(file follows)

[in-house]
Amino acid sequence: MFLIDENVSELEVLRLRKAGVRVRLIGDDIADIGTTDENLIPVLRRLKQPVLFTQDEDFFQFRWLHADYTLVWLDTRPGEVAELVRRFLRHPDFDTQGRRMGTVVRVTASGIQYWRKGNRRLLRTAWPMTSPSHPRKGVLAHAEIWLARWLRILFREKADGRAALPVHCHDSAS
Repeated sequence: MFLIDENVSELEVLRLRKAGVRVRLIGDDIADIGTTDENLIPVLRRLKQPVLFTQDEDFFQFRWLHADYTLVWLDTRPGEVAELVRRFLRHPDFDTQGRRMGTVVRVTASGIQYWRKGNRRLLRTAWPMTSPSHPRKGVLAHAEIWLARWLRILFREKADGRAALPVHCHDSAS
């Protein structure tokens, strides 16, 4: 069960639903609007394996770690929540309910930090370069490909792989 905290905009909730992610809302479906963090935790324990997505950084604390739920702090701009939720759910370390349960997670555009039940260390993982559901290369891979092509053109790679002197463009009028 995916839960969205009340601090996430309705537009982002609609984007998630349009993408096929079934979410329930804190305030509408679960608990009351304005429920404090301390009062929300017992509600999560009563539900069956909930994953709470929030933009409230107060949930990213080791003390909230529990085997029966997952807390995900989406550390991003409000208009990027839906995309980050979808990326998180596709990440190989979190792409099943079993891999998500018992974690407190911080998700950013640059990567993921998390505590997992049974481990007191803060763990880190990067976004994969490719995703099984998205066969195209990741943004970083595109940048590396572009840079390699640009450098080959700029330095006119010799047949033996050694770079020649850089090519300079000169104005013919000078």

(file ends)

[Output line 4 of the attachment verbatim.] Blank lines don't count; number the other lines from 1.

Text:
């Protein structure tokens, strides 16, 4: 069960639903609007394996770690929540309910930090370069490909792989 905290905009909730992610809302479906963090935790324990997505950084604390739920702090701009939720759910370390349960997670555009039940260390993982559901290369891979092509053109790679002197463009009028 995916839960969205009340601090996430309705537009982002609609984007998630349009993408096929079934979410329930804190305030509408679960608990009351304005429920404090301390009062929300017992509600999560009563539900069956909930994953709470929030933009409230107060949930990213080791003390909230529990085997029966997952807390995900989406550390991003409000208009990027839906995309980050979808990326998180596709990440190989979190792409099943079993891999998500018992974690407190911080998700950013640059990567993921998390505590997992049974481990007191803060763990880190990067976004994969490719995703099984998205066969195209990741943004970083595109940048590396572009840079390699640009450098080959700029330095006119010799047949033996050694770079020649850089090519300079000169104005013919000078």